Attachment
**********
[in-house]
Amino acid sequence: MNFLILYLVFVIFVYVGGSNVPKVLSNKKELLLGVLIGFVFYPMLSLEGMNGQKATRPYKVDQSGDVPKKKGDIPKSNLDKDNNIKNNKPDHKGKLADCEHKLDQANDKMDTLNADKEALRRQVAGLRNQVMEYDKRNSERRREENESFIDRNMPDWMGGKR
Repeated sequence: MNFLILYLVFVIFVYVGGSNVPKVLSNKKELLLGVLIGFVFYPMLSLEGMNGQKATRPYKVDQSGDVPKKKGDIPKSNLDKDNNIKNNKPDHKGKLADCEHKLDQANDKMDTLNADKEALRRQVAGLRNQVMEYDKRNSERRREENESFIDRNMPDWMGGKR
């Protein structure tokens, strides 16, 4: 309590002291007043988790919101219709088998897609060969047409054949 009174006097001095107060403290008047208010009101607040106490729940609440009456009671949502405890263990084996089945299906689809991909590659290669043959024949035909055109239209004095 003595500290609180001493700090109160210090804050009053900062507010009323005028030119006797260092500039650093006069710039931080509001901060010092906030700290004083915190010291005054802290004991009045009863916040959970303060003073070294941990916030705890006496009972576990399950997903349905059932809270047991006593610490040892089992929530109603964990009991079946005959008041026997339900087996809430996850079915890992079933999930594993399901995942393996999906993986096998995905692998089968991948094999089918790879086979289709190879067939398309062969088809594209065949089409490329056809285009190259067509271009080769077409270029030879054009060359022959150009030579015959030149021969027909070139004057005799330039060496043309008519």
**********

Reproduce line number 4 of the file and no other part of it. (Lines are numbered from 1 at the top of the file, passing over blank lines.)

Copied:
């Protein structure tokens, strides 16, 4: 309590002291007043988790919101219709088998897609060969047409054949 009174006097001095107060403290008047208010009101607040106490729940609440009456009671949502405890263990084996089945299906689809991909590659290669043959024949035909055109239209004095 003595500290609180001493700090109160210090804050009053900062507010009323005028030119006797260092500039650093006069710039931080509001901060010092906030700290004083915190010291005054802290004991009045009863916040959970303060003073070294941990916030705890006496009972576990399950997903349905059932809270047991006593610490040892089992929530109603964990009991079946005959008041026997339900087996809430996850079915890992079933999930594993399901995942393996999906993986096998995905692998089968991948094999089918790879086979289709190879067939398309062969088809594209065949089409490329056809285009190259067509271009080769077409270029030879054009060359022959150009030579015959030149021969027909070139004057005799330039060496043309008519």